Gas’ing Up: China Pays For a Central Asian Pipeline

I noticed via The International Herald Tribune, that China’s biggest oil company – China National Petroleum Corp. – has agreed to spend US$2.2 billion to help build a natural gas pipeline from Turkmenistan that will eventually supply energy for booming cities such as Shanghai.  Just yet another matching of mutual interests – China’s desire to lock in energy supplies while Turkmenistan’s desire to develop alternate export routes to the current Gazprom controlled pipeline infrastructure.  As the article notes:

“…The publicly listed PetroChina and China National Oil and Gas Exploration and Development Corp., both subsidiaries of CNPC, will each provide 8 billion yuan (US$1.1 billion, €750 million) in cash for the planned 1,818-kilometer (1,130-mile) pipeline, Xinhua News Agency said late Friday, citing an announcement from PetroChina.

The project was estimated to cost US$7.3 billion (€5 billion) in total, Xinhua said, but its report did not mention where the remaining funds would come from.

The pipeline will run through Uzbekistan and Kazakhstan before reaching northwest China, Xinhua said. The pipeline will be connected with China’s second West-to-East gas pipeline, which was expected to be operational by 2010 and reach eastern and southern China, including Shanghai and Guangdong province.

In July, CNPC signed a 30-year contract to buy gas from Turkmenistan, importing 30 billion cubic meters of natural gas annually.

CNPC Exploration and Development Co. will build the pipeline in cooperation with two state-owned development companies in Kazakhstan and Uzbekistan, Xinhua said….”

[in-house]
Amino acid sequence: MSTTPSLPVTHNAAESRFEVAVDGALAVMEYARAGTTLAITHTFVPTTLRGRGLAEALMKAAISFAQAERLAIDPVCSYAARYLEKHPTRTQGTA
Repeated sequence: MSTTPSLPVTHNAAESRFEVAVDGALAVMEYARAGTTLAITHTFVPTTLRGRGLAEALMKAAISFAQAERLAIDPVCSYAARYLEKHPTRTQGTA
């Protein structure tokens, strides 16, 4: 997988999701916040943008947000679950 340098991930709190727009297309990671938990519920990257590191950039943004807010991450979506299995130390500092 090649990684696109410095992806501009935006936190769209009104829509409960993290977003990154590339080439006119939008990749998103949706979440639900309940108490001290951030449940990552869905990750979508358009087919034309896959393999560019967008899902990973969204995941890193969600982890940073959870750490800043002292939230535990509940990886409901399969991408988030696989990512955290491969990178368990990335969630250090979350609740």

This entry was posted on Sunday, December 30th, 2007 at 3:56 pm and is filed under China, China National Petroleum Corporation, Gazprom, Russia, Turkmenistan.  You can follow any responses to this entry through the RSS 2.0 feed.  Both comments and pings are currently closed. 

Comments are closed.

Wildcats & Black Sheep is a personal interest blog dedicated to the identification and evaluation of maverick investment opportunities arising in frontier - and, what some may consider to be, “rogue” or “black sheep” - markets around the world.

Focusing primarily on The New Seven Sisters - the largely state owned petroleum companies from the emerging world that have become key players in the oil & gas industry as identified by Carola Hoyos, Chief Energy Correspondent for The Financial Times - but spanning other nascent opportunities around the globe that may hold potential in the years ahead, Wildcats & Black Sheep is a place for the adventurous to contemplate & evaluate the emerging markets of tomorrow.